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BC Editions

BC Editions is the upcoming reincarnation of the Beyond Criticism book series, originally published by Bloomsbury and now by Boiler House Press. The series explores the radical new forms that literary criticism might take in the 21st century.

The series will launch in 2021 with a set of three new books – by Steve Hanson, Robert Crawford and Ansgar Allen – together with a new edition of the brilliant and now out-of-print Macbeth, Macbeth by Ewan Fernie and Simon Palfrey.

Series EditorsKatharine Craik (Oxford Brookes University, UK), Simon Palfrey (University of Oxford, UK), Thomas Karshan (University of East Anglia, UK).

Paperback | Price £12.99
ISBN 978-1-911343-74-5
eBook | Price £5.99
ISBN 978-1-913861-10-0
A Shaken Bible

Steve Hanson

‘We wait for lite, but behold obscurity, look for britenes, but we walk in darknes.’ A tapestry of quotations from the King James Bible, William Blake, Gilgamesh and the works of seventeenth century Ranter Abiezer Cobbe interwoven and translated into Yorkshire dialect, A Shaken Bible revives familiar passages by setting them in playful dialogue with each other. It demonstrates how the scriptures are the fragmented collages they always were and collapses the Alpha and Omega into a Bible of what Gillian Rose termed the broken middle. Steven Hanson defies academic and theological traditions while retaining a strong core of theory, creating a unique blend of classics, criticism, and creative writing.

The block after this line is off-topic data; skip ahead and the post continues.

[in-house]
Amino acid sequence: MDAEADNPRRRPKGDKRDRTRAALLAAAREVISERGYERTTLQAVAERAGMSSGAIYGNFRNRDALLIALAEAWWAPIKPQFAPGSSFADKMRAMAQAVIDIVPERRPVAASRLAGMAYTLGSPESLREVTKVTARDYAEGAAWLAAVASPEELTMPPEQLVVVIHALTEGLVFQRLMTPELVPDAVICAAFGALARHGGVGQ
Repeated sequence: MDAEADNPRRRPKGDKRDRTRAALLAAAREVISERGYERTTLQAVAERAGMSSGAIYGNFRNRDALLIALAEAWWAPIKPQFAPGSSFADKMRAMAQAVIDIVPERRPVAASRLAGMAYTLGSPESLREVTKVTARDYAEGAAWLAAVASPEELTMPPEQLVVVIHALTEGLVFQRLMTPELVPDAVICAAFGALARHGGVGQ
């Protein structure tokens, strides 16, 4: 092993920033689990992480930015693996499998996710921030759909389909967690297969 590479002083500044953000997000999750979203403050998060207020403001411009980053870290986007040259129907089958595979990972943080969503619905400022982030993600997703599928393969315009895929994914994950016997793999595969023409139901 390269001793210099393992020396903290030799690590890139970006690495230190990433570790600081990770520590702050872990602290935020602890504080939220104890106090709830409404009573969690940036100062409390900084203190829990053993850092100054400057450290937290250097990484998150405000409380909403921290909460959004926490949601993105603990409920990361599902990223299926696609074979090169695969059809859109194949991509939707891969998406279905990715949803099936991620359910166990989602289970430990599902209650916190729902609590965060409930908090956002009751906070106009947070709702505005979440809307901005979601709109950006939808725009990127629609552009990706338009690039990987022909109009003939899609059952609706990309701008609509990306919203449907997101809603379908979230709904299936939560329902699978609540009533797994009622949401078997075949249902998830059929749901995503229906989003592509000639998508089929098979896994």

'... a feast of rich, re-worked, largely seventeenth century English. One might enjoy it simply for the sheer surface sumptuousness of the language, to be dipped into... In its curious, eloquently frustrating, and uncanny way I guess that, to those who have ears to hear, it speaks significant truth.'
Canon Emeritus, Andrew Shanks


Macbeth, Macbeth

Ewan Fernie and Simon Palfrey

 ‘A miracle, an instant classic.’
Slavoj Zizek, philosopher

 The tragedy is done, the tyrant Macbeth dead. The time is free. But for how long? As Macduff pursues dreams of national revival, smaller lives are seeding. In the ruins of Dunsinane, the Porter tries to keep his three young boys safe from the nightmare of history. In a nunnery deep in Birnam Wood, a girl attempts to forget what she lost in war. Flitting between them, a tortured clairvoyant trembles with the knowledge of what's to come.